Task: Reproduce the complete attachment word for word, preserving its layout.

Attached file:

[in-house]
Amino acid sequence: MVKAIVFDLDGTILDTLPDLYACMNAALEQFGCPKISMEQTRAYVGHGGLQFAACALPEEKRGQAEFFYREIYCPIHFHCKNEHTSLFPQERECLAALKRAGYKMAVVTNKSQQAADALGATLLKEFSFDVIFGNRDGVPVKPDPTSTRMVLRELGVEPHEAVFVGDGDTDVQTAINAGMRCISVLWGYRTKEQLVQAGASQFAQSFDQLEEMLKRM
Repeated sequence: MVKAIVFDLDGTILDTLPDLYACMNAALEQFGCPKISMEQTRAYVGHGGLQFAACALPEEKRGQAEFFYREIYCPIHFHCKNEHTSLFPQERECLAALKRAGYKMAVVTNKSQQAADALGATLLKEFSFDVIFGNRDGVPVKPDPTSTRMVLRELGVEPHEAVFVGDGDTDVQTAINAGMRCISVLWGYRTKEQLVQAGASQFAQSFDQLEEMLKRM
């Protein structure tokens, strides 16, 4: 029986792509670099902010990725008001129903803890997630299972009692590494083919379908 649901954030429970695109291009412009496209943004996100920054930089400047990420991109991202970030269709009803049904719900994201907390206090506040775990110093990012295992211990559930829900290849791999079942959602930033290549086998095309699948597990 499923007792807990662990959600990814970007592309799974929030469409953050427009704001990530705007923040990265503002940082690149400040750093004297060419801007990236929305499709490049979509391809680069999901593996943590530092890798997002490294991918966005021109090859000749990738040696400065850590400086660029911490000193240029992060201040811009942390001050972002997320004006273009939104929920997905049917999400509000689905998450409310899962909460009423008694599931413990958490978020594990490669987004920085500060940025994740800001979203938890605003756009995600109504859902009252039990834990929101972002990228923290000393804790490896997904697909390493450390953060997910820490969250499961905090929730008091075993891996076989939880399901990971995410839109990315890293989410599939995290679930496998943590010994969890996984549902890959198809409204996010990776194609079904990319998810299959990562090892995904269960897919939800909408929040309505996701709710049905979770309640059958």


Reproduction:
[in-house]
Amino acid sequence: MVKAIVFDLDGTILDTLPDLYACMNAALEQFGCPKISMEQTRAYVGHGGLQFAACALPEEKRGQAEFFYREIYCPIHFHCKNEHTSLFPQERECLAALKRAGYKMAVVTNKSQQAADALGATLLKEFSFDVIFGNRDGVPVKPDPTSTRMVLRELGVEPHEAVFVGDGDTDVQTAINAGMRCISVLWGYRTKEQLVQAGASQFAQSFDQLEEMLKRM
Repeated sequence: MVKAIVFDLDGTILDTLPDLYACMNAALEQFGCPKISMEQTRAYVGHGGLQFAACALPEEKRGQAEFFYREIYCPIHFHCKNEHTSLFPQERECLAALKRAGYKMAVVTNKSQQAADALGATLLKEFSFDVIFGNRDGVPVKPDPTSTRMVLRELGVEPHEAVFVGDGDTDVQTAINAGMRCISVLWGYRTKEQLVQAGASQFAQSFDQLEEMLKRM
């Protein structure tokens, strides 16, 4: 029986792509670099902010990725008001129903803890997630299972009692590494083919379908 649901954030429970695109291009412009496209943004996100920054930089400047990420991109991202970030269709009803049904719900994201907390206090506040775990110093990012295992211990559930829900290849791999079942959602930033290549086998095309699948597990 499923007792807990662990959600990814970007592309799974929030469409953050427009704001990530705007923040990265503002940082690149400040750093004297060419801007990236929305499709490049979509391809680069999901593996943590530092890798997002490294991918966005021109090859000749990738040696400065850590400086660029911490000193240029992060201040811009942390001050972002997320004006273009939104929920997905049917999400509000689905998450409310899962909460009423008694599931413990958490978020594990490669987004920085500060940025994740800001979203938890605003756009995600109504859902009252039990834990929101972002990228923290000393804790490896997904697909390493450390953060997910820490969250499961905090929730008091075993891996076989939880399901990971995410839109990315890293989410599939995290679930496998943590010994969890996984549902890959198809409204996010990776194609079904990319998810299959990562090892995904269960897919939800909408929040309505996701709710049905979770309640059958």